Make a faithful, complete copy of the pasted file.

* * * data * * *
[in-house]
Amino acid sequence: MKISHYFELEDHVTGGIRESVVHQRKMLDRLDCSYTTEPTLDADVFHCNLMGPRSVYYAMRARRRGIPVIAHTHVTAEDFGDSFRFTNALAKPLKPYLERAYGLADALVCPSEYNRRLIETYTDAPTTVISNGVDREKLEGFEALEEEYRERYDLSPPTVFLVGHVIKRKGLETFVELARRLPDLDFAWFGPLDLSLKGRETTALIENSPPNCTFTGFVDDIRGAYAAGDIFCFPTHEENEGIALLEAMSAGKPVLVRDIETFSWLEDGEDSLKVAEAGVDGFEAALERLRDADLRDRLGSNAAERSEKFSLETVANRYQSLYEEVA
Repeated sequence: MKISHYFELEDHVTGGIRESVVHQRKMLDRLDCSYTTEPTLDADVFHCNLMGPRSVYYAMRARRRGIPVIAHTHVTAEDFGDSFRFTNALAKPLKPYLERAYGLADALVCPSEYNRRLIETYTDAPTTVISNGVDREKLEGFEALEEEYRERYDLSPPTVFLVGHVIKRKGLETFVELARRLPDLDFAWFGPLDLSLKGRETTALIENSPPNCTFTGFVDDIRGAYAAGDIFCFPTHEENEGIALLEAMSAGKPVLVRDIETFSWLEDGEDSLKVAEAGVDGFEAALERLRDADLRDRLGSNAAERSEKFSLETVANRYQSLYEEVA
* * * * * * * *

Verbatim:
[in-house]
Amino acid sequence: MKISHYFELEDHVTGGIRESVVHQRKMLDRLDCSYTTEPTLDADVFHCNLMGPRSVYYAMRARRRGIPVIAHTHVTAEDFGDSFRFTNALAKPLKPYLERAYGLADALVCPSEYNRRLIETYTDAPTTVISNGVDREKLEGFEALEEEYRERYDLSPPTVFLVGHVIKRKGLETFVELARRLPDLDFAWFGPLDLSLKGRETTALIENSPPNCTFTGFVDDIRGAYAAGDIFCFPTHEENEGIALLEAMSAGKPVLVRDIETFSWLEDGEDSLKVAEAGVDGFEAALERLRDADLRDRLGSNAAERSEKFSLETVANRYQSLYEEVA
Repeated sequence: MKISHYFELEDHVTGGIRESVVHQRKMLDRLDCSYTTEPTLDADVFHCNLMGPRSVYYAMRARRRGIPVIAHTHVTAEDFGDSFRFTNALAKPLKPYLERAYGLADALVCPSEYNRRLIETYTDAPTTVISNGVDREKLEGFEALEEEYRERYDLSPPTVFLVGHVIKRKGLETFVELARRLPDLDFAWFGPLDLSLKGRETTALIENSPPNCTFTGFVDDIRGAYAAGDIFCFPTHEENEGIALLEAMSAGKPVLVRDIETFSWLEDGEDSLKVAEAGVDGFEAALERLRDADLRDRLGSNAAERSEKFSLETVANRYQSLYEEVA